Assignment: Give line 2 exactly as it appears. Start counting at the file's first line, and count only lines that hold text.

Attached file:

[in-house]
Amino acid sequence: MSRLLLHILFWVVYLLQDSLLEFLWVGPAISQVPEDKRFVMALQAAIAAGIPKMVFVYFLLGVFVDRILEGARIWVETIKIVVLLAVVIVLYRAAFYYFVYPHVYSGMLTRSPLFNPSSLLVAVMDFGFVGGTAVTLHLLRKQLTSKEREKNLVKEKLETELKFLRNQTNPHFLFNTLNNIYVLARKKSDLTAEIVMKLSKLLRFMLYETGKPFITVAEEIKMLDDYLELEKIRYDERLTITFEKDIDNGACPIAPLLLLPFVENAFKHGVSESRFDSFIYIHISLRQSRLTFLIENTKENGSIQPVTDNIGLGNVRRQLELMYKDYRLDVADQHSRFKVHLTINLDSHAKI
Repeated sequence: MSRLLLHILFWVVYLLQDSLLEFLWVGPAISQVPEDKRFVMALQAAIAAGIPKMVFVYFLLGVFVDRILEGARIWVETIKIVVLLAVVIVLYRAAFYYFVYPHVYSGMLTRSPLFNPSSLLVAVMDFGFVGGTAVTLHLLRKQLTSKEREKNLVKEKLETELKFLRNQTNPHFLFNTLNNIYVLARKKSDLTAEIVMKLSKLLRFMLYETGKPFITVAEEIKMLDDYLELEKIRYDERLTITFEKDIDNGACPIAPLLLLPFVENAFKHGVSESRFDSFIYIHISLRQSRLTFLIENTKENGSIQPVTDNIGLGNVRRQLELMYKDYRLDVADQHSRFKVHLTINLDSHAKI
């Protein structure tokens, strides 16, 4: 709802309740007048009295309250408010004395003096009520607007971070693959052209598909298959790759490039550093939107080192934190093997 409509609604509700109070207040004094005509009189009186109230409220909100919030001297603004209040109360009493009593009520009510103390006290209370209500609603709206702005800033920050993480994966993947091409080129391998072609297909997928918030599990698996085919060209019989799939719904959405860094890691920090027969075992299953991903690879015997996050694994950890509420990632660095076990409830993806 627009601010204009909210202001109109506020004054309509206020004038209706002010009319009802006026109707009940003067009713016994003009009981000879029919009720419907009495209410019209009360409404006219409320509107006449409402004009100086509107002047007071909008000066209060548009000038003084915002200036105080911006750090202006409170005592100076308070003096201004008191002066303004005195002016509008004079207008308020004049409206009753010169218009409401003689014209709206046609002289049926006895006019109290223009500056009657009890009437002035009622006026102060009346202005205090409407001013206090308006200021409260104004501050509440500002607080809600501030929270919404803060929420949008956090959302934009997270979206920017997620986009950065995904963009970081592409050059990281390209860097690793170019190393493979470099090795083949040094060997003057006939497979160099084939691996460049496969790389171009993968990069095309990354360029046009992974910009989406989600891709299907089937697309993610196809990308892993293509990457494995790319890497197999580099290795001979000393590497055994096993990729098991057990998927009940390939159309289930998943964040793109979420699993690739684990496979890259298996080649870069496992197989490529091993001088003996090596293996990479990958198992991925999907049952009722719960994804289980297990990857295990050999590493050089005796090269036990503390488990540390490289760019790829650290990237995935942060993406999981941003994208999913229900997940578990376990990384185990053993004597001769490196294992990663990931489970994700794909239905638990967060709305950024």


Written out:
Amino acid sequence: MSRLLLHILFWVVYLLQDSLLEFLWVGPAISQVPEDKRFVMALQAAIAAGIPKMVFVYFLLGVFVDRILEGARIWVETIKIVVLLAVVIVLYRAAFYYFVYPHVYSGMLTRSPLFNPSSLLVAVMDFGFVGGTAVTLHLLRKQLTSKEREKNLVKEKLETELKFLRNQTNPHFLFNTLNNIYVLARKKSDLTAEIVMKLSKLLRFMLYETGKPFITVAEEIKMLDDYLELEKIRYDERLTITFEKDIDNGACPIAPLLLLPFVENAFKHGVSESRFDSFIYIHISLRQSRLTFLIENTKENGSIQPVTDNIGLGNVRRQLELMYKDYRLDVADQHSRFKVHLTINLDSHAKI